U.S. Walkout Galvanizes U.S. NGO Delegation

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Posted by on September 07, 2001 at 15:28:45:

U.S. Walkout Galvanizes U.S. NGO Delegation

by Eric Mann

Durban Commentary #3
Thursday, September 6, 2001
Mann's other Durban commentaries: www.thestrategycenter.org

It was the eve of Labor Day and 400 U.S. delegates to the now-concluded NGO Forum filed into the large lecture hall at UNISA (University of South Africa at Durban). We had come, ostensibly, to hear a report to the Non-Governmental Organizations from the shell of the U.S. delegation to the UN Conference. As we entered the room, all hell broke loose. Rumors spread that the U.S. delegation had no intention to report to us. Wade Henderson, from the National Leadership Conference on Civil Rights, announced that last minute negotiations with the U.S had broken down and that it was almost inevitable that the U.S. governmental delegation would walk out.

Almost immediately a group of 200 U.S. NGO delegates worked to transform itself into a viable, functional "ad hoc" force to protest U.S. policies at the conference. Many of the delegates did not know each other at all, many had political disagreements, and many had prior histories of unity and antagonism. Yet we worked successfully in a multiracial, majority-black group led by black women.

Within 15 minutes we had formed an action coalition. In order to move effectively, we worked to clarify political line. Earlier in the conference, more moderate U.S. forces had focused primarily on the question of the attendance of the U.S. delegation. "Where is the U.S.?" they had asked, expressing the view that if the U.S. did not attend, the conference would be compromised. Yet by the end of a week of haggling over resolutions in the NGO Forum, there was now far greater unity of anger against the U.S. government. The U.S., along with other Western countries, had tried to intimidate NGO delegates into meaningless, toothless declarations against racism in general with no mention of specific countries or specific atrocities or specific policies of redress and reparations. There was tremendous anger at the way the U.S. had approached the entire conference, beginning with its early use of threats as a way to bully the many other countries for whom the U.N. is a critical vehicle. One Black woman asserted, "The U.S. withdrawal is the first principled thing that the U.S. has done. There is a profound conflict of interest in that the U.S. is the main source of world racism. How can it come and try to impose its will on a world conference against racism?"

There was widespread agreement that the issue of U.S. reparations to the Third World for the transatlantic slave trade had to be the main focus of our demands. Yet, as in both conferences, the issue of Palestine took center stage for debate. How should we challenge the U.S., in particular, for its use of Israel as a foil to withdraw participation?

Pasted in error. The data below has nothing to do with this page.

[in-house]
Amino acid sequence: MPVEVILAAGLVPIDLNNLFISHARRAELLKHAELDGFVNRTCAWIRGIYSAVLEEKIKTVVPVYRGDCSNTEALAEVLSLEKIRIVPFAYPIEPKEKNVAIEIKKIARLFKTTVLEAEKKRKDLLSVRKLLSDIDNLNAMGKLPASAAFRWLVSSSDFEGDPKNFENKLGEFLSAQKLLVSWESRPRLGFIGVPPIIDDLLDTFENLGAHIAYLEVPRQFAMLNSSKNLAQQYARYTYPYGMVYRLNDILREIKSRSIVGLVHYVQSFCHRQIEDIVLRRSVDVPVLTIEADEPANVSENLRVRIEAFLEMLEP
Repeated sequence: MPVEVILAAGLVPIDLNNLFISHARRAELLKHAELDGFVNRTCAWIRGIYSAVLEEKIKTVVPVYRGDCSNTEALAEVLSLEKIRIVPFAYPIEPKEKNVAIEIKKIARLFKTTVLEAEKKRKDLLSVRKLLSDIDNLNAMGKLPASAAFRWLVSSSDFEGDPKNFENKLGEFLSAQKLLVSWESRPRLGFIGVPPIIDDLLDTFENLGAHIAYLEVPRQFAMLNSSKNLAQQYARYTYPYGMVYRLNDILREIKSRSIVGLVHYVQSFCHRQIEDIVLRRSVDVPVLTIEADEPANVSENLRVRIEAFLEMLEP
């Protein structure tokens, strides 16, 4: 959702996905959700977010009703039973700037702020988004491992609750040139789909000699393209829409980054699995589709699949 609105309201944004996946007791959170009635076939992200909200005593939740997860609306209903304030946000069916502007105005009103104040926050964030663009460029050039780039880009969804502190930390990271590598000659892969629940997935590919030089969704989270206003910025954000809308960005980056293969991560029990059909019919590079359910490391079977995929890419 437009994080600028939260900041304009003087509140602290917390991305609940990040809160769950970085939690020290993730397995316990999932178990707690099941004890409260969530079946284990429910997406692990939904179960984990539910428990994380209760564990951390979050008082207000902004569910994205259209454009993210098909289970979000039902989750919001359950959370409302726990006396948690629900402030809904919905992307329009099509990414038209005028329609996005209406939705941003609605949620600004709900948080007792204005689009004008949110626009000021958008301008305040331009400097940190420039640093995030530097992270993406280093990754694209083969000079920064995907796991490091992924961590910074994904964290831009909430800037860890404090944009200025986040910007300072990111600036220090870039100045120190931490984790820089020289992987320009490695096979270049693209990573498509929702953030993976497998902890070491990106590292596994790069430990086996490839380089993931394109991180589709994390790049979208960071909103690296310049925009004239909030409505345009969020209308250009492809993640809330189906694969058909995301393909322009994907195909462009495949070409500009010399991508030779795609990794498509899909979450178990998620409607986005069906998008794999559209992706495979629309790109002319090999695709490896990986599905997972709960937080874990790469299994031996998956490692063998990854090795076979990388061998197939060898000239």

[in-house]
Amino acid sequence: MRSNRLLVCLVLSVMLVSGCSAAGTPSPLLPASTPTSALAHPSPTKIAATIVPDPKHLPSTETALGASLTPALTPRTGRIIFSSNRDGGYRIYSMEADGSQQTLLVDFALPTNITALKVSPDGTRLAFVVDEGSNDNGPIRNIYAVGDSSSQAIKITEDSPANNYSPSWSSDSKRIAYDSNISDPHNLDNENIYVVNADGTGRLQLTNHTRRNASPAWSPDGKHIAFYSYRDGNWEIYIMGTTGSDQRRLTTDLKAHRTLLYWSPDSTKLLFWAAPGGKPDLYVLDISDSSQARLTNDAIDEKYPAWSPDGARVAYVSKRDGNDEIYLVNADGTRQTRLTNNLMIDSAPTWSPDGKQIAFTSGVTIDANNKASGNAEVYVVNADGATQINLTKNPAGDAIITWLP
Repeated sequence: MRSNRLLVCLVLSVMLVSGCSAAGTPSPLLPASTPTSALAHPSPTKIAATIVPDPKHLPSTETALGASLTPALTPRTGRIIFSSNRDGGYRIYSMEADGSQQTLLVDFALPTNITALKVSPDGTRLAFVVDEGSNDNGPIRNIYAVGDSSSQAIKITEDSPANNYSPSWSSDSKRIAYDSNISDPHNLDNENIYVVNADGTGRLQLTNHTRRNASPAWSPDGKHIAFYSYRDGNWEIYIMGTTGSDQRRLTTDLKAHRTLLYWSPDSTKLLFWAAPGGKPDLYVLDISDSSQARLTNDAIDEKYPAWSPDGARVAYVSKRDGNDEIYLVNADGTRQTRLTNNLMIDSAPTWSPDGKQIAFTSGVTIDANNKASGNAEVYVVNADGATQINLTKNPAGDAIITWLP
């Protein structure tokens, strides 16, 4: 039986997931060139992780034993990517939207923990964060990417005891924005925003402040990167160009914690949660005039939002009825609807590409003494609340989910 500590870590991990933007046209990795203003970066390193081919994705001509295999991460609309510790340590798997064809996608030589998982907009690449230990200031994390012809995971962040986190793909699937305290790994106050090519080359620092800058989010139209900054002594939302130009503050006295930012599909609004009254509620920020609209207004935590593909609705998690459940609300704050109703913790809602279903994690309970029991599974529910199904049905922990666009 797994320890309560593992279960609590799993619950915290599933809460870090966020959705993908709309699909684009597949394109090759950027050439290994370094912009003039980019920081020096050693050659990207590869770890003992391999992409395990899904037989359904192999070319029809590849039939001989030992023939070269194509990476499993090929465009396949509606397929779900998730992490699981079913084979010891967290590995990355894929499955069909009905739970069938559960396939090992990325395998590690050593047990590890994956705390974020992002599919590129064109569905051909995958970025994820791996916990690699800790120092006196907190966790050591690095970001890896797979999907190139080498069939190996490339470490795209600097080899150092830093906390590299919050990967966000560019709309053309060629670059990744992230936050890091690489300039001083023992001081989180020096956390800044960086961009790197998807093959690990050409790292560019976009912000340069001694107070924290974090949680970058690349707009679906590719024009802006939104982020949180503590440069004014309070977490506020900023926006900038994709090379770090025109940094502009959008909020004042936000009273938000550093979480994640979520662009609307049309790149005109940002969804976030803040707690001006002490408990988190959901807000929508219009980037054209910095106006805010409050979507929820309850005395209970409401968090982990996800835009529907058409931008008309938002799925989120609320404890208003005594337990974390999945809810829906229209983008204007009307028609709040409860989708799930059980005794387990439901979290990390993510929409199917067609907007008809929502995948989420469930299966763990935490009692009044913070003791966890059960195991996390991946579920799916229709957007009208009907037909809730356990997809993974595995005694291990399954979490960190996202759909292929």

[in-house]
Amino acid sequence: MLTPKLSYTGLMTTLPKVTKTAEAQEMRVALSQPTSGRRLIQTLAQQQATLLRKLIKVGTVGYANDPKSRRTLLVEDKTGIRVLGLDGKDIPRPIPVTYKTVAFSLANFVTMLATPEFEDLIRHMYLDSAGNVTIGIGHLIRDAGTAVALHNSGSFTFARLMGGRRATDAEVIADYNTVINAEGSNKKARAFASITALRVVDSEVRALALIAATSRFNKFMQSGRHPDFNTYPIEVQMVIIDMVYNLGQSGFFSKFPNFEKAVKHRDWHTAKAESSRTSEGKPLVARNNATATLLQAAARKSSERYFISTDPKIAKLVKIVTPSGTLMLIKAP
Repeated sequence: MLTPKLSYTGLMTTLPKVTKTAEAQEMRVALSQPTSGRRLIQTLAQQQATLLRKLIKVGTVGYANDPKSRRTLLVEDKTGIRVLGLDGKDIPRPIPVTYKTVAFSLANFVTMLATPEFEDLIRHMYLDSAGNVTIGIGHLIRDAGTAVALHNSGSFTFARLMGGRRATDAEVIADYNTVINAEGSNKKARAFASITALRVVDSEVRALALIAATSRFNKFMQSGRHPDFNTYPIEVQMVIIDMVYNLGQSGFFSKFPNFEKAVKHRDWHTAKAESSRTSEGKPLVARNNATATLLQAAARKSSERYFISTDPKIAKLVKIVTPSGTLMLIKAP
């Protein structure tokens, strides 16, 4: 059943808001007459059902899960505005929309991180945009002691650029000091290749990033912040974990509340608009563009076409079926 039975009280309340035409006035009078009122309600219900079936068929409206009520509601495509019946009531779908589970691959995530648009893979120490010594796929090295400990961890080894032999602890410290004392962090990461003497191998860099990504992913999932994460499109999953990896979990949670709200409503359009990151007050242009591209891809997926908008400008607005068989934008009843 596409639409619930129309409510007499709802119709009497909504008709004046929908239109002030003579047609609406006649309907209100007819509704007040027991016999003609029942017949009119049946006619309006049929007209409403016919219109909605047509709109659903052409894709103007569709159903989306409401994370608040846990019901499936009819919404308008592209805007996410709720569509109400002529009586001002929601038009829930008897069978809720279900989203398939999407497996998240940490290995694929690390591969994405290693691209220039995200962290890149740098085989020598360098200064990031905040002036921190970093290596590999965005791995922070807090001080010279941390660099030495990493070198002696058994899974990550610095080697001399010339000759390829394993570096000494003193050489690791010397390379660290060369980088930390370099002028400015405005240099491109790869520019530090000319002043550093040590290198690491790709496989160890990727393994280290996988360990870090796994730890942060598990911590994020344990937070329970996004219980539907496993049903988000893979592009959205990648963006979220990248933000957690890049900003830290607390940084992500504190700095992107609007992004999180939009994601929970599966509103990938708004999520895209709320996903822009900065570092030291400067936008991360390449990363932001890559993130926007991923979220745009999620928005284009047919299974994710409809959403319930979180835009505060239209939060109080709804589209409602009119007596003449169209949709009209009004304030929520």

Several delegates argued that while they were in support of the Palestinian cause, they felt it was deflecting focus away from the demands for Black reparations. This led to a spirited and somewhat heated debate. Sandra Jaribu Hill, an attorney from Mississippi, argued that she believed the Palestinian issue was not a "diversion" but a central focus in the world struggle against racism and imperialism. She raised the question, "How could blacks in the U.S. isolate themselves from such a front-line struggle in the world, especially one that is under tremendous attack and is in so much need of worldwide support?" Others expressed concern that there was even a tendency in the reparations movement to focus too much on blacks within the U.S. and not seek enough solidarity with the nations of Africa, the Caribbean, and Latin America.

Anyone who read my earlier commentary knows that I left the U.S with the intent to demonstrate that there are Jews in the U.S. who care deeply about Palestinian rights, as well as whites in the U.S. who want to challenge the racist policies of our government-as part of a strategy to help coalesce the left, anti-imperialist forces against racism. This is the sentiment I chose to express to the members of our ad-hoc group:

As a Jew, I am very upset about the provocative role that the U.S. and Israel are playing at the conference in trying to make it seem like "anti-Semitism," rather than principled criticisms of U.S. and Israeli policy. I am of course outraged by anti-Semitism, but my focus is on the German holocaust and U.S. complicity with it. Like many Jews who joined the civil rights movement and the black liberation movement, I was moved into action by my experience of anti-Semitism from Christian whites, not blacks. While of course there is anti-Semitism and there are even anti-Semites in all movements, including the Palestinian movement, the Palestinian movement itself is not anti-Semitic. It is a movement for national liberation. The Israelis want to leave the conference because they do not want to subject their policies to an international debate-53 years of occupation of Palestinian lands, the murder of Palestinian civilians in violation of the Nuremberg statutes, the denial of a viable homeland to the Palestinian people, and now the new tactic of targeted missile assassinations of Palestinian leaders. In fact, the U.S., as an anti-Semitic country, does not give a damn about Jews or for that matter about Israel; rather the U.S. government is using Israel as its stalking horse in the Middle East-and at this conference. Moreover, the Israeli government and Zionism itself are not the same as Jews, does not speak for Jews, but rather represent a specific political tendency within the Jews of the world. As we all must make choices in life, I stand with the Palestinians.